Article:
Judas having betrayed Jesus, experiences great remorse. But he does not repent. Unlike Peter, who betrayed Jesus as well, Judas' remorse leads him to despair and suicide. Whereas Peter's remorse led him to repentance and reconciliation with His Lord. Remorse without seeking forgiveness from Jesus is a self-inflicted agony that bears no good fruit.
Upon being arrested, Jesus is put though a sham of a trial in which he allows himself to be falsely accused and convicted. But he proclaims to his accusers that there is coming a day in which the roles will be reversed. Jesus will sit in judgment over them, rather than being judged by them.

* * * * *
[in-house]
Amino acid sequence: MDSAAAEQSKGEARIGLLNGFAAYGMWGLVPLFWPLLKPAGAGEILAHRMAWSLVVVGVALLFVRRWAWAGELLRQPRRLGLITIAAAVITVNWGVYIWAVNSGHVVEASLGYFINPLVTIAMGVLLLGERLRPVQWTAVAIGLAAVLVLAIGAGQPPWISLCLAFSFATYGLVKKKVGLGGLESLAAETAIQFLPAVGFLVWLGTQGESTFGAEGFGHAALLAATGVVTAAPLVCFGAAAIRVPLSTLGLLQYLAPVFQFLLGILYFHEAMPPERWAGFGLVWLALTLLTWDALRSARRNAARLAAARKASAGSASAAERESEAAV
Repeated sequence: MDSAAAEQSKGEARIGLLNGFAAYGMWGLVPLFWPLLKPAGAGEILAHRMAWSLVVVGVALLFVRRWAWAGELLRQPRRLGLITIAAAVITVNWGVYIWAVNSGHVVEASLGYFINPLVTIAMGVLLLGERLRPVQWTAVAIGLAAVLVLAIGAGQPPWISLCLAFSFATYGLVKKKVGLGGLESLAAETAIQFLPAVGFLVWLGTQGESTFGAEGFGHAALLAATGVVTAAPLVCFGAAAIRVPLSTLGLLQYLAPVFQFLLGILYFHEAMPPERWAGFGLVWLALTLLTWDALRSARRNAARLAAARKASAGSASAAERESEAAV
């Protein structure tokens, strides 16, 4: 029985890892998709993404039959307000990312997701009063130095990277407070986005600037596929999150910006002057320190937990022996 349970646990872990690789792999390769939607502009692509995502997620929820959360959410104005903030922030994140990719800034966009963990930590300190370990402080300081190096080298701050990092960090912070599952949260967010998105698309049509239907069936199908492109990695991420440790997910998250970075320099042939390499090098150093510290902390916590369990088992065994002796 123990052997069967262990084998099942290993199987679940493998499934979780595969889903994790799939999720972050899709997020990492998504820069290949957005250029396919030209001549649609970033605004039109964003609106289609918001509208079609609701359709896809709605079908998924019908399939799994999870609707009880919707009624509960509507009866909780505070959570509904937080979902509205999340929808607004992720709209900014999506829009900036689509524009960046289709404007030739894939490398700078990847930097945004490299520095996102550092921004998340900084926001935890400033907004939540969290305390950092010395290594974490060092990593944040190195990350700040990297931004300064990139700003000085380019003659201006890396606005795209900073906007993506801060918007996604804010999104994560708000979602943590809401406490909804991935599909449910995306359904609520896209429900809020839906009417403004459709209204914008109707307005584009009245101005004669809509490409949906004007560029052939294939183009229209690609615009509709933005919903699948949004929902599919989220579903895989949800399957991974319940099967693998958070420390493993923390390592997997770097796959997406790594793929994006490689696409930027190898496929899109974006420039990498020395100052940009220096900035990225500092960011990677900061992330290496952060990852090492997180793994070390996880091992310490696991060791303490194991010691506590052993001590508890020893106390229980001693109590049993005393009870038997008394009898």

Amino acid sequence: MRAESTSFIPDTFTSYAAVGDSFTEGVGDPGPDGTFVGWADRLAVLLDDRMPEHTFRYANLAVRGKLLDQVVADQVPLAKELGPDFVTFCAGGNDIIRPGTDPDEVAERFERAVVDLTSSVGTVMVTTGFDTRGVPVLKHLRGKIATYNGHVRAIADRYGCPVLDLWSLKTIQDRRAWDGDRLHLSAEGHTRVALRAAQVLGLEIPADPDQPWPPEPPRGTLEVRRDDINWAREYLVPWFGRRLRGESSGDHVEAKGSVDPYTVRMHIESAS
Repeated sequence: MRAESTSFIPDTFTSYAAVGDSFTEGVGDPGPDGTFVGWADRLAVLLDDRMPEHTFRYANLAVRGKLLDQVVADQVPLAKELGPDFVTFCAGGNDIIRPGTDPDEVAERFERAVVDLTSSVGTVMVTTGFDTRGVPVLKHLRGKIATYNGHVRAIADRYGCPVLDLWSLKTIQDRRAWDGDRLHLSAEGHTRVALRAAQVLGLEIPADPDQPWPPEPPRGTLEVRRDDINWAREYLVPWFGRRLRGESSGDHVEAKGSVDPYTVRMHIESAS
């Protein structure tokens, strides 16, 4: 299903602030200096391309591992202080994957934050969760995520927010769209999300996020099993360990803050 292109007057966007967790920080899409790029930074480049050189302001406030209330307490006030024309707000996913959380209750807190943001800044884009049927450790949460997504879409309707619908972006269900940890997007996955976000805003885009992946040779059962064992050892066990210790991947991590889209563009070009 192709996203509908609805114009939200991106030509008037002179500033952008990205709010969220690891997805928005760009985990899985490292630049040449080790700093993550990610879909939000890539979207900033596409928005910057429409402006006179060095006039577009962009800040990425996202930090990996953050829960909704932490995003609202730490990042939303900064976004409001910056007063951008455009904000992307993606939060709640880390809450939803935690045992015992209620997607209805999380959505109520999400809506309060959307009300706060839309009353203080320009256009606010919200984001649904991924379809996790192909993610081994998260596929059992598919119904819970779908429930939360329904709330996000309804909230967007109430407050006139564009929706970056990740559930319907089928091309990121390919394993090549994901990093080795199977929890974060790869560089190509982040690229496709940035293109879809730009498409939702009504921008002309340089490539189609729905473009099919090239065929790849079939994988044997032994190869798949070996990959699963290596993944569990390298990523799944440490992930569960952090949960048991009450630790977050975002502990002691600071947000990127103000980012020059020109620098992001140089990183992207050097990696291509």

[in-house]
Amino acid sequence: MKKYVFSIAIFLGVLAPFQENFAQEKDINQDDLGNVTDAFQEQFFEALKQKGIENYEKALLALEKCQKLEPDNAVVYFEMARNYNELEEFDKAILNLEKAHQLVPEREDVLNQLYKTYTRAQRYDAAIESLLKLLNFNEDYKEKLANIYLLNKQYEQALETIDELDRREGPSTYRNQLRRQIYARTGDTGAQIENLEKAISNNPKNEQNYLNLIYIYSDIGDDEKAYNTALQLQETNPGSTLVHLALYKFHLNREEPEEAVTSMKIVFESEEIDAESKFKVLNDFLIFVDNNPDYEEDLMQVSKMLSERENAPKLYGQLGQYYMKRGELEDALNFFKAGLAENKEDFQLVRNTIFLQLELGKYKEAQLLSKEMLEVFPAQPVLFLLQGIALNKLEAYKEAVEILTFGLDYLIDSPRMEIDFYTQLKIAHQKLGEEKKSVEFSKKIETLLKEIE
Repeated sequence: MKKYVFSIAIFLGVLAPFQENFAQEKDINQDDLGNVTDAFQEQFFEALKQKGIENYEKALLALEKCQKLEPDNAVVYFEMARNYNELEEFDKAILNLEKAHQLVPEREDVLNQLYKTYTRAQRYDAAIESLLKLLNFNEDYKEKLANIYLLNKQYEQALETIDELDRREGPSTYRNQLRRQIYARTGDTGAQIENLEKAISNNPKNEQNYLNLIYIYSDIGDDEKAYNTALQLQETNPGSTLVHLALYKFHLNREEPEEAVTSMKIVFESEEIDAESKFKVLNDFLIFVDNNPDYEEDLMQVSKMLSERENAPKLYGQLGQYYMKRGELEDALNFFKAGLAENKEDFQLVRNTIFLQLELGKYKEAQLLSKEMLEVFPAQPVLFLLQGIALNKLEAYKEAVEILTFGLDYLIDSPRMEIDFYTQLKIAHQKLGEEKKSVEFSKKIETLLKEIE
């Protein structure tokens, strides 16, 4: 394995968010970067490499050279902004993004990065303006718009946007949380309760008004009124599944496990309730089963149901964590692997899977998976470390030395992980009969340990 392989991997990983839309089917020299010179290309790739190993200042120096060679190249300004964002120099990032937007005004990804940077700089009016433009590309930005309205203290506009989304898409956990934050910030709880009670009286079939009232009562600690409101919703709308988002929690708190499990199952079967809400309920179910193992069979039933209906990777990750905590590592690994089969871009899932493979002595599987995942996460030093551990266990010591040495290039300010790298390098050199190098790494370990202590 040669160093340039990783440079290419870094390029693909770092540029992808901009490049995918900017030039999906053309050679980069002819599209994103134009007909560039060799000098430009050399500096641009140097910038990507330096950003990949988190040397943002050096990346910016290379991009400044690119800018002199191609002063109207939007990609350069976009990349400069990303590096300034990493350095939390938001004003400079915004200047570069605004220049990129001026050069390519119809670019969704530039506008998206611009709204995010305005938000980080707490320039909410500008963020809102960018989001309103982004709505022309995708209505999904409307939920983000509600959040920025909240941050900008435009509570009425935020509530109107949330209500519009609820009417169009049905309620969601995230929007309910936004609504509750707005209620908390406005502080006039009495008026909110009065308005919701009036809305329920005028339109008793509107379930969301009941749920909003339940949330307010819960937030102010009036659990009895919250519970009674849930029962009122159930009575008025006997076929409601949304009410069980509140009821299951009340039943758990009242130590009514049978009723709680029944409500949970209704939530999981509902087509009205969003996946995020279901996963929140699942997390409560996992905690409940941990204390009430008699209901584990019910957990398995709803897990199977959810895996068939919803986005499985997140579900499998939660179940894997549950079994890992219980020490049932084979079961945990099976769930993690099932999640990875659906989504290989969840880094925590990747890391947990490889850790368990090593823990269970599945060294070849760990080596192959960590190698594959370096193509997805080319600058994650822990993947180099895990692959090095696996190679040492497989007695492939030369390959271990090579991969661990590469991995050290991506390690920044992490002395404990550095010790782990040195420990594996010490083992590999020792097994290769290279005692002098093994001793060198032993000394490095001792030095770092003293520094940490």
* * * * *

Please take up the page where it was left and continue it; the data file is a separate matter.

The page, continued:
There are no words to describe the chaotic heinousness of Jesus’ arrest and betrayal. It is in these deeply appalling moments we see the extraordinary humility of Christ. He could have stopped his arrest. He could have evaded this mob as he had done so many other times. But instead, He humbly allows himself to be taken captive so that the Scriptures might be fulfilled.
Perhaps nowhere else do we see the humanity of Christ as brilliantly as we do in this text. Jesus is enduring tremendous suffering and it is his obedience to the Father through suffering that secured our redemption. Individually, we all suffer, though vastly different than Christ's sufferings. Nevertheless, Jesus teaches us how to suffer for the glory of God.